The legislative intent as expressed in the statute providing that "during each period of ten years after February 1, 1930," the assessors of all towns and cities shall view all the real estate and revalue the same for assessment, is that at least once in every period of ten years every piece of real estate in the municipality should be viewed and revalued, but it is not required that this be done as to all properties in the same year. That the assessors did not, in the present case, for the purpose of preparing the grand list of 1935, view all the real estate in the city or that they attempted rather a formal than a reasonably adequate survey of the properties they viewed cannot of itself render invalid the present assessment. That they and other officials of the city were mistaken as to the intent embodied in the law, believing that it required that within each period of ten years, the grand list for one year must be based upon a revaluation in accordance with its terms made for the purpose of that particular list, cannot change its proper meaning; and however far the assessors have fallen short at this time of full compliance with the statute, they still have left some years of the decade in which they can fully and adequately view and revalue all the real estate of the city. A breach of duty by assessors may be of such a nature as necessarily to affect the entire grand list, such as a failure to obey a mandatory statutory requirement. On the other hand, an error which affects only the valuation of the property of a particular taxpayer can be adequately remedied by an appeal by him to the board of relief. In order to justify the invalidation of an entire grand list, errors in the method of valuation of individual properties must be such that the levy of a tax upon the grand list would be likely to produce a substantial injustice to the taxpayers of the community as a whole. The method used by the assessors in using the data and information collected and tabulated by a service company and following rules suggested by the company, and in finally determining the valuation of the property in the city, examined and held to be inadequate ground for adjudging the entire grand list to be invalid. The appropriate remedy was by appeal to the board of relief by any taxpayer whose property was erroneously assessed as a result of that method. The giving of written notice of any increase in the valuation of personal property over that stated in the list filed with the assessors by the taxpayer or in the grand list of the preceding year, is a provision for the protection of the individual taxpayer the valuation of whose property is in question. Failure to give such notices would not invalidate the grand list as a whole.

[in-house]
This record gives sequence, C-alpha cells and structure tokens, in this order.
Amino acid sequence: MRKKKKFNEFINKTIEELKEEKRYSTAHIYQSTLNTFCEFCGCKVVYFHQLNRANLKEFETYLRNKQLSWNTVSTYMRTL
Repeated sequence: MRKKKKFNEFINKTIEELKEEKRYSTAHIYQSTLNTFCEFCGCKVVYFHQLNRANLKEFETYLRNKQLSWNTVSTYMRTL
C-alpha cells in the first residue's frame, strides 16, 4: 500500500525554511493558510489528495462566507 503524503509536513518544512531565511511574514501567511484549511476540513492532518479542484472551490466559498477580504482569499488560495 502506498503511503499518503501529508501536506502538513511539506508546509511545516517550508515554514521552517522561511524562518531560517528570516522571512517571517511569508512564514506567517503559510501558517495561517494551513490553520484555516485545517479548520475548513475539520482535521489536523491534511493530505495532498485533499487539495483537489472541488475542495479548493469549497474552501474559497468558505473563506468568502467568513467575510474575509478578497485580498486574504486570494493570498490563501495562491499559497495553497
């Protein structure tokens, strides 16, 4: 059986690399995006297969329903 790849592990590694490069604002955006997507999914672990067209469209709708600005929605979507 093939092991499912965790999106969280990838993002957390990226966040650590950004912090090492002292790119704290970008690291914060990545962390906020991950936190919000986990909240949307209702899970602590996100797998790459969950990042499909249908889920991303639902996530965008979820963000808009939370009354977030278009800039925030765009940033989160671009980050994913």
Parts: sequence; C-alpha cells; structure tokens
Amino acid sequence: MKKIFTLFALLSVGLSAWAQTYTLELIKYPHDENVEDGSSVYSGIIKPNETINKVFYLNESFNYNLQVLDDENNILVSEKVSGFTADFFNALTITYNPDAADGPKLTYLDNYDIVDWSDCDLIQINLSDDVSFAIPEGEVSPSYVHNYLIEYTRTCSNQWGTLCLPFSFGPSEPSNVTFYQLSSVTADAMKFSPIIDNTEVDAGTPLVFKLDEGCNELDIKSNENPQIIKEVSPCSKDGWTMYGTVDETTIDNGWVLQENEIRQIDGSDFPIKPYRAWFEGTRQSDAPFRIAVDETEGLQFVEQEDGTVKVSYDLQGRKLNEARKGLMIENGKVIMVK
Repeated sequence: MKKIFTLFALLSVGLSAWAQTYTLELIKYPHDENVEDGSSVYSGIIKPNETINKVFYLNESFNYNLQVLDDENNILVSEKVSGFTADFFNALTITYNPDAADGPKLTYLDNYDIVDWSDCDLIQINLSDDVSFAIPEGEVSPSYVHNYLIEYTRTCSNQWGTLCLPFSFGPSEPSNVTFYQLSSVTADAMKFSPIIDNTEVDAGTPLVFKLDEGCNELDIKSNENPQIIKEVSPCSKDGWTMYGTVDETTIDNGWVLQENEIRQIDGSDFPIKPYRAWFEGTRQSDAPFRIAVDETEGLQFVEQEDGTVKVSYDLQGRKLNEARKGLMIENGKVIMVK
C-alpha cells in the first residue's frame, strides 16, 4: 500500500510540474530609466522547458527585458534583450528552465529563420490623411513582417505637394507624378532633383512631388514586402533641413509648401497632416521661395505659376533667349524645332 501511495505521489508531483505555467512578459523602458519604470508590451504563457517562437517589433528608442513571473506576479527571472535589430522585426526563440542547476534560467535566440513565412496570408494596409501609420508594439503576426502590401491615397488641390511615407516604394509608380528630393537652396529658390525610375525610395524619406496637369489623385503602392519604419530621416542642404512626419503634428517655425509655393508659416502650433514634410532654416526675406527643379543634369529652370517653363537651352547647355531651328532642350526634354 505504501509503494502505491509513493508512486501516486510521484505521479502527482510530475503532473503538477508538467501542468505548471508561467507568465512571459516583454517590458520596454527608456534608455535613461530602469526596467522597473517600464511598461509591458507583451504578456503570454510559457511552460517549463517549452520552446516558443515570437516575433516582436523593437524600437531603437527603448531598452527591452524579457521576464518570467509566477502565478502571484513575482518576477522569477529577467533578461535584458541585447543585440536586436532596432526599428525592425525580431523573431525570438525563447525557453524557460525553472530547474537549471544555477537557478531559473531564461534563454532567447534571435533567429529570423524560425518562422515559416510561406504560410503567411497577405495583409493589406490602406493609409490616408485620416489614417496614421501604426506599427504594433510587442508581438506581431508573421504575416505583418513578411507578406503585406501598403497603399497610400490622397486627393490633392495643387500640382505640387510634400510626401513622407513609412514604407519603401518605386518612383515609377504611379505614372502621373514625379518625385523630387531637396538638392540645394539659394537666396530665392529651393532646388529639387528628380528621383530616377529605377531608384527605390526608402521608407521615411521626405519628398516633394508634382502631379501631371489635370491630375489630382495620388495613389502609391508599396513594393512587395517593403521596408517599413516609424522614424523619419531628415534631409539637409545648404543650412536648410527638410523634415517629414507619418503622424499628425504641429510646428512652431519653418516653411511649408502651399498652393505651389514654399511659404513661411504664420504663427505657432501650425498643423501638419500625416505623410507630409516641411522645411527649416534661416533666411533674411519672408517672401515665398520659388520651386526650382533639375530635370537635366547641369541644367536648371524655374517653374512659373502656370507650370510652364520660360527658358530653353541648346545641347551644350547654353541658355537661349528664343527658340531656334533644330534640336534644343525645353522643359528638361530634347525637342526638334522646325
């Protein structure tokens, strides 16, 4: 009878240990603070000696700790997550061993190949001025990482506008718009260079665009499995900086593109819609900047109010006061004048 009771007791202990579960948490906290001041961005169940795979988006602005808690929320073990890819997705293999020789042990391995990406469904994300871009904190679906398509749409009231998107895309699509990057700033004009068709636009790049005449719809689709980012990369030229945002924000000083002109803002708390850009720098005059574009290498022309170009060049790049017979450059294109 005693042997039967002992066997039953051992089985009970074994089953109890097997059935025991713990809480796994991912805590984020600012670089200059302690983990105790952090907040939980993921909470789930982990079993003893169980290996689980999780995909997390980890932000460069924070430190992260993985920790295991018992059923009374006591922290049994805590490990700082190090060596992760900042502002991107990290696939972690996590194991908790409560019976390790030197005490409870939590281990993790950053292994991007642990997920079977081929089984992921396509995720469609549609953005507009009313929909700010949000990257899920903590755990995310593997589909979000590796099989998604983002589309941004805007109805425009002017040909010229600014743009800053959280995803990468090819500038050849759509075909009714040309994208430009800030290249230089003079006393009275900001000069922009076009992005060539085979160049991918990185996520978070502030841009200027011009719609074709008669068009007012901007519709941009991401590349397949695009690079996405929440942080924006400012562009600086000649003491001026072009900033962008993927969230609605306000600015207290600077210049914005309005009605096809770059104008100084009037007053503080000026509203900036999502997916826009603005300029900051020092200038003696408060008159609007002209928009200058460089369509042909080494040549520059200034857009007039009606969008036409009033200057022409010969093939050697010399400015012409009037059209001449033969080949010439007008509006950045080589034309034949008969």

Argued October 8th, 1936
Decided December 1st, 1936.
ACTION praying for a declaratory judgment declaring the grand list of the city of Bristol for 1935 illegal and invalid, and for an injunction, brought to the Superior Court in Hartford County and tried to the court, Inglis, J.; judgment for defendants and appeal by the plaintiffs. No error.
Epaphroditus Peck and William N. DeRosier, for the appellants (plaintiffs).